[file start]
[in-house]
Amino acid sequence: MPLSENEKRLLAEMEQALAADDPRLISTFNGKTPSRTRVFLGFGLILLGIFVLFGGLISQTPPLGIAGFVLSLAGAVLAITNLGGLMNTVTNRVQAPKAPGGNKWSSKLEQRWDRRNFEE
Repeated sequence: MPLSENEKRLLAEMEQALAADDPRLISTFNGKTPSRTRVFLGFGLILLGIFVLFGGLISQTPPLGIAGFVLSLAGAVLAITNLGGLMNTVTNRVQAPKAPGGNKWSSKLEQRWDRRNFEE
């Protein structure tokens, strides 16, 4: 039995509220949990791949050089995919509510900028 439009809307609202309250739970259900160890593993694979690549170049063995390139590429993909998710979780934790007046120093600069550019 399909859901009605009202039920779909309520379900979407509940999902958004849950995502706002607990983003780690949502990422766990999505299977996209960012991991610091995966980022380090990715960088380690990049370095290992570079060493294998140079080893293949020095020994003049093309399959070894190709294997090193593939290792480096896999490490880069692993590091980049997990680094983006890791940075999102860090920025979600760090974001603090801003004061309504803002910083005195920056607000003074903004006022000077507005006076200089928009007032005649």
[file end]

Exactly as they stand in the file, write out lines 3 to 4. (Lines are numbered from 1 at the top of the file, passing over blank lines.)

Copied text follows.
Repeated sequence: MPLSENEKRLLAEMEQALAADDPRLISTFNGKTPSRTRVFLGFGLILLGIFVLFGGLISQTPPLGIAGFVLSLAGAVLAITNLGGLMNTVTNRVQAPKAPGGNKWSSKLEQRWDRRNFEE
């Protein structure tokens, strides 16, 4: 039995509220949990791949050089995919509510900028 439009809307609202309250739970259900160890593993694979690549170049063995390139590429993909998710979780934790007046120093600069550019 399909859901009605009202039920779909309520379900979407509940999902958004849950995502706002607990983003780690949502990422766990999505299977996209960012991991610091995966980022380090990715960088380690990049370095290992570079060493294998140079080893293949020095020994003049093309399959070894190709294997090193593939290792480096896999490490880069692993590091980049997990680094983006890791940075999102860090920025979600760090974001603090801003004061309504803002910083005195920056607000003074903004006022000077507005006076200089928009007032005649």